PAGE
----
Figure 15.10. Producer and consumer threads accessing a shared object with synchronization.

(This item is displayed on pages 741 - 744 in the print version)

 1 // Fig. 15.10: SynchronizedBufferTest.cs
 2 // Showing multiple threads modifying a shared object with
 3 // synchronization.
 4 using System;
 5 using System.Threading;
 6
 7 // this class creates producer and consumer threads
 8 class SynchronizedBufferTest
 9 {
10 // create producer and consumer threads and start them
11 static void Main( string[] args )
12 {
13 // create shared object used by threads 
14 SynchronizedBuffer shared = new SynchronizedBuffer();
15
16 // Random object used by each thread
17 Random random = new Random();
18
19 // output column heads and initial buffer state
20 Console.WriteLine( "{0,-35}{1,-9}{2}
", 
21  "Operation", "Buffer", "Occupied Count" ); 
22 shared.DisplayState( "Initial state" ); 
23
24 // create Producer and Consumer objects
25 Producer producer = new Producer( shared, random );
26 Consumer consumer = new Consumer( shared, random ); 27 28 // create threads for producer and consumer and set 29 // delegates for each thread 30 Thread producerThread = 31 new Thread( new ThreadStart( producer.Produce ) ); 32 producerThread.Name = "Producer"; 33 34 Thread consumerThread = 35 new Thread( new ThreadStart( consumer.Consume ) ); 36 consumerThread.Name = "Consumer"; 37 38 // start each thread 39 producerThread.Start(); 40 consumerThread.Start(); 41 } // end Main 42 } // end class SynchronizedBufferTest
Operation Buffer Occupied Count

Initial state -1 0

Producer writes 1 1 1

Consumer reads 1 1 0

Consumer tries to read.
Buffer empty. Consumer waits. 1 0

Producer writes 2 2 1

Consumer reads 2 2 0

Producer writes 3 3 1

Producer tries to write.
Buffer full. Producer waits. 3 1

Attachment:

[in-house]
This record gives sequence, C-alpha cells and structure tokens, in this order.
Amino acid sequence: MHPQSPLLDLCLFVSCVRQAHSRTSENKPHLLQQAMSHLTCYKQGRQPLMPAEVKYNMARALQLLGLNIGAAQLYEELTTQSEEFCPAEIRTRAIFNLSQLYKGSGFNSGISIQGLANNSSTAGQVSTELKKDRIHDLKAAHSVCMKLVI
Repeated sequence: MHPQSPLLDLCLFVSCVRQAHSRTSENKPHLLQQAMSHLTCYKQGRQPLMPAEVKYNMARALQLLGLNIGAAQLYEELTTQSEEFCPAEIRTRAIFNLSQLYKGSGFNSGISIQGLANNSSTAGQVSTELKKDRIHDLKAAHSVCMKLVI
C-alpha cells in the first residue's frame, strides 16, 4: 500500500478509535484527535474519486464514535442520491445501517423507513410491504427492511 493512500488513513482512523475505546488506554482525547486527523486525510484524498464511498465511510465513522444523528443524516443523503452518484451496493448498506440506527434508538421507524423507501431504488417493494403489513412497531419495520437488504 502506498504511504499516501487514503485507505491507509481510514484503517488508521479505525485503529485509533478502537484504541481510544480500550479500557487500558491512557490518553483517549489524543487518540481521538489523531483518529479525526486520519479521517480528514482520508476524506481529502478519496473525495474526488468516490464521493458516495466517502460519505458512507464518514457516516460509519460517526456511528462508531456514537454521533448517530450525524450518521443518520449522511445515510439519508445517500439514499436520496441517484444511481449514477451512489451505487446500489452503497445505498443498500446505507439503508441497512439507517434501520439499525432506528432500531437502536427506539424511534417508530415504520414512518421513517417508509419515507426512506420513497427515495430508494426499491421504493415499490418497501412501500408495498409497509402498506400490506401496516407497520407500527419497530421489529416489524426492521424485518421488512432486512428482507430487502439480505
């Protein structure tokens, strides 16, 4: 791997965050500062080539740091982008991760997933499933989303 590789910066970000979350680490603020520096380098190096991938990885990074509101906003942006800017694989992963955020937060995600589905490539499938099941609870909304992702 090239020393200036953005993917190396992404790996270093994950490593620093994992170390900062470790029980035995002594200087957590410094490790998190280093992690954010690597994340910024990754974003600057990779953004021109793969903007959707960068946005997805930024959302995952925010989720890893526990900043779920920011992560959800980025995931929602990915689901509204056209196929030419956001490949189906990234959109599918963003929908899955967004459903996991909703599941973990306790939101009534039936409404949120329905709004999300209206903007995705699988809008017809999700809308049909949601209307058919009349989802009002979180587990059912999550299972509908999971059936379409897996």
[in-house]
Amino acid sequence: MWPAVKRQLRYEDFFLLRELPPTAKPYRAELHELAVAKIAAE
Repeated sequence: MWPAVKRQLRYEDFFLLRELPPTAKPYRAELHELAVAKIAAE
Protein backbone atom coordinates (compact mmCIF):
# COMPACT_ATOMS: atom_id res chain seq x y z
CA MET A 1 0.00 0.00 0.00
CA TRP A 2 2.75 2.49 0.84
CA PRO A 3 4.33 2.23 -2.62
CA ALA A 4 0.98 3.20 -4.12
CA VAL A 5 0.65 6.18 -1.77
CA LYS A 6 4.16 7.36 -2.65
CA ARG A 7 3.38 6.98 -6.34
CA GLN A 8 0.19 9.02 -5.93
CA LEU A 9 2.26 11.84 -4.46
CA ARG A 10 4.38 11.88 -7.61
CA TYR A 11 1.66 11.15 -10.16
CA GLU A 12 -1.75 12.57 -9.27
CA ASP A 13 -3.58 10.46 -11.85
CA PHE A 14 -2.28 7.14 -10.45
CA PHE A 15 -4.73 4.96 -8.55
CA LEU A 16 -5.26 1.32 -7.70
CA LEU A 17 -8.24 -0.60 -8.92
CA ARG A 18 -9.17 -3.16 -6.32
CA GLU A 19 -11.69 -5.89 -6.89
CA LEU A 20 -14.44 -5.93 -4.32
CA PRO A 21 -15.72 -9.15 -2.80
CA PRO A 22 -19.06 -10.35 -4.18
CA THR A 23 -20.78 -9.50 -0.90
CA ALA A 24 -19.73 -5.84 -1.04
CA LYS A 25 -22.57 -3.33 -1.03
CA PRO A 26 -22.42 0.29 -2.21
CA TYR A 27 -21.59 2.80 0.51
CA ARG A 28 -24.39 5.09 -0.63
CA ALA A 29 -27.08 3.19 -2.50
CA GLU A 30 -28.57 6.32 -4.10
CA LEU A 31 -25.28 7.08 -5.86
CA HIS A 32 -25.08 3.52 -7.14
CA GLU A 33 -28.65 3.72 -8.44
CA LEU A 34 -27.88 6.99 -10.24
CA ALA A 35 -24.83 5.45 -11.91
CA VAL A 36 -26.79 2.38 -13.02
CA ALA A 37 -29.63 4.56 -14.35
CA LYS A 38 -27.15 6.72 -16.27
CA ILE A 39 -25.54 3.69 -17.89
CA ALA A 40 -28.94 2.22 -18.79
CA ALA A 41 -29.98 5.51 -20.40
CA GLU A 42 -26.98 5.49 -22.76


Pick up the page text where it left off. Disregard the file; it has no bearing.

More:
Consumer reads 3 3 0

Producer writes 4 4 1

Consumer reads 4 4 0

Consumer tries to read.
Buffer empty. Consumer waits. 4 0

Producer writes 5 5 1

Consumer reads 5 5 0

Producer writes 6 6 1

Consumer reads 6 6 0

Producer writes 7 7 1

Consumer reads 7 7 0

Producer writes 8 8 1

Producer tries to write.
Buffer full. Producer waits. 8 1

Consumer reads 8 8 0

Producer writes 9 9 1

Consumer reads 9 9 0

Consumer tries to read.
Buffer empty. Consumer waits. 9 0

Producer writes 10 10 1

Producer done producing.
Terminating Producer.
Consumer reads 10 10 0

Consumer read values totaling: 55.
Terminating Consumer.
 
Operation Buffer Occupied Count

Initial state -1 0

Consumer tries to read.
Buffer empty. Consumer waits. -1 0

Producer writes 1 1 1

Consumer reads 1 1 0

Consumer tries to read.
Buffer empty. Consumer waits. 1 0

Producer writes 2 2 1

Consumer reads 2 2 0

Producer writes 3 3 1

Consumer reads 3 3 0

Producer writes 4 4 1

Producer tries to write.
Buffer full. Producer waits. 4 1

Consumer reads 4 4 0

Producer writes 5 5 1

Producer tries to write.
Buffer full. Producer waits. 5 1

Consumer reads 5 5 0

Producer writes 6 6 1

Consumer reads 6 6 0

Producer writes 7 7 1

Consumer reads 7 7 0

Producer writes 8 8 1

Consumer reads 8 8 0

Consumer tries to read.
Buffer empty. Consumer waits. 8 0

Producer writes 9 9 1

Consumer reads 9 9 0

Consumer tries to read.
Buffer empty. Consumer waits. 9 0

Producer writes 10 10 1

Consumer reads 10 10 0

Producer done producing.
Terminating Producer.